Towards a Libertarian Theory of Anti-Racism

“But let me offer you my definition of social justice: I keep what I earn and you keep what you earn. Do you disagree? Well then tell me how much of what I earn belongs to you - and why?” ― Walter E. Williams

I am eager to welcome the Cato Institute’s Michael Tanner back to the show of ideas to discuss his recent blog post sketching the contours of a libertarian “anti-racist” policy agenda.

Last time he joined the show, we discussed his book The Inclusive Economy, which I called “the definitive book on libertarian anti-poverty policy.”

This Sunday, we will focus specifically on those laws which disproportionately harm minorities in the United States, and why a subtractive approach that leaves people “free to choose” is superior to new policies rife with unintended consequences. Tanner will explain why libertarians should embrace the banner of anti-racism, albeit by proposing alternative means to achieve it than the usual Social Justice Warrior’s approach.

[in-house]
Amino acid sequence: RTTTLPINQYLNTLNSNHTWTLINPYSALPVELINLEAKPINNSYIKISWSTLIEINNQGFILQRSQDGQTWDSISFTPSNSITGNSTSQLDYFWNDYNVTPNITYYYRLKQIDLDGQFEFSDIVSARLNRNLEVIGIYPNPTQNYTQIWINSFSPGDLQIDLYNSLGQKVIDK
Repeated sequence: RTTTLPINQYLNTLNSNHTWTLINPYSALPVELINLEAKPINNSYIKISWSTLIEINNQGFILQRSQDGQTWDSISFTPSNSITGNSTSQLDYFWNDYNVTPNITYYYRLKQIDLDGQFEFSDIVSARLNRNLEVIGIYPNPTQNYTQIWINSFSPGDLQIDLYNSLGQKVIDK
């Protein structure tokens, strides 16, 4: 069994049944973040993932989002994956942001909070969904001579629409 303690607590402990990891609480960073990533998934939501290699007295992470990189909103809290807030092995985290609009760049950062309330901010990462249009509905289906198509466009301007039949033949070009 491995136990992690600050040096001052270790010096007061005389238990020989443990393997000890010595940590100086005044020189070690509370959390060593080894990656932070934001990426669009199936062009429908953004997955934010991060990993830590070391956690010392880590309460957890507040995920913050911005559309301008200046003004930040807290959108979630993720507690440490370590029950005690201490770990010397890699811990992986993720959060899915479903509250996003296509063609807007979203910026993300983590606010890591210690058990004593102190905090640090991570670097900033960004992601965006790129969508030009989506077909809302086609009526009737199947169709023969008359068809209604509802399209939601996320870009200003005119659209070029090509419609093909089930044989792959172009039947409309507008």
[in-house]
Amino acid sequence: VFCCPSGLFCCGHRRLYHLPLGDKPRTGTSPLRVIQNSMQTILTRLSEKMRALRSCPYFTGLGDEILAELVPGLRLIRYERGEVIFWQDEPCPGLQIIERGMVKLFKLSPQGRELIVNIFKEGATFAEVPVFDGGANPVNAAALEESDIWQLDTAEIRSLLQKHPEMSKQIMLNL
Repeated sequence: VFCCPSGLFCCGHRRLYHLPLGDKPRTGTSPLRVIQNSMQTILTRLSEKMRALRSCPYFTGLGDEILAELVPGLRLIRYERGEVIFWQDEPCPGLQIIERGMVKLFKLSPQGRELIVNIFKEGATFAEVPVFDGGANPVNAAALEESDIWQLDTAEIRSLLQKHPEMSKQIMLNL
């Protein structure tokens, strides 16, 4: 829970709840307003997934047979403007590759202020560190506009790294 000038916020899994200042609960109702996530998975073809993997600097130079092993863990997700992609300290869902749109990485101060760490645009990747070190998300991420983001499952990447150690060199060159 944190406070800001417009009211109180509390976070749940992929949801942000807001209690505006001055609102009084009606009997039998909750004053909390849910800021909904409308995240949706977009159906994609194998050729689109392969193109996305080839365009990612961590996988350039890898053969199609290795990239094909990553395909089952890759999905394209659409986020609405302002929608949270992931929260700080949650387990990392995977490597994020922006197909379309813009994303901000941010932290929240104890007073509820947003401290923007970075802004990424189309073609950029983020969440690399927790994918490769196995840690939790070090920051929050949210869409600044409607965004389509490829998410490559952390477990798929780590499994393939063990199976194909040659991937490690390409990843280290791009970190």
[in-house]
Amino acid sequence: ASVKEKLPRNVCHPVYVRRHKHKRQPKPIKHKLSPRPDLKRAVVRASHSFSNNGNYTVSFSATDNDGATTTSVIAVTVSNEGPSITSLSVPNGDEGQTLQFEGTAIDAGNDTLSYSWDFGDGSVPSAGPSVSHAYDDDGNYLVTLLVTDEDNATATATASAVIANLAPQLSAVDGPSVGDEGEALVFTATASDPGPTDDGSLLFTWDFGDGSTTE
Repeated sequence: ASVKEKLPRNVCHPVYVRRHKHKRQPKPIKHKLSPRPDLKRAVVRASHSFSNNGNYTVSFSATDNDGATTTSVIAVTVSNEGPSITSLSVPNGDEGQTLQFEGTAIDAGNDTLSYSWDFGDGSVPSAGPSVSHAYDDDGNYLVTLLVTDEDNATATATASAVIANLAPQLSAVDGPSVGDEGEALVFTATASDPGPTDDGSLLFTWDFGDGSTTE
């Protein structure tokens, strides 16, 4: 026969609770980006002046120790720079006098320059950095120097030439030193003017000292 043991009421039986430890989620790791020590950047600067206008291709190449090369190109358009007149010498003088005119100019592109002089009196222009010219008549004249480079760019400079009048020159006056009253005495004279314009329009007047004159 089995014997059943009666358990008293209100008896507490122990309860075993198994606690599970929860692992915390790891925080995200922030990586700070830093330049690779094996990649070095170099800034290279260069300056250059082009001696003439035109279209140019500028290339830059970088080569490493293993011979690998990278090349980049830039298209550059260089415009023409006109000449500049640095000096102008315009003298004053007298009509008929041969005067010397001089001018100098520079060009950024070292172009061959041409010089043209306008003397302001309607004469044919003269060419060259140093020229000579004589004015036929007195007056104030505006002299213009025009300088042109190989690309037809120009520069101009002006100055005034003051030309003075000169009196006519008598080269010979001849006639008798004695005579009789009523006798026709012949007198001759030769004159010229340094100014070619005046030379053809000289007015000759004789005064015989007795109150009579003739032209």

I will also use the opportunity to celebrate the life of Walter E. Williams (1936-2020), the George Mason University economics professor, whose teaching brought clarity, wit and wisdom to bear on the subjects of social justice and anti-racism. Williams, perhaps more than any other figure, understood the market’s power to conquer artificial barriers like racial discrimination. Walter’s passing is huge loss for classical liberals, but his legacy lives on in the work of scholars like Michael Tanner.

Benjamin Franklin once said: "Those who would give up essential Liberty, to purchase a little temporary Safety, deserve neither Liberty nor Safety."

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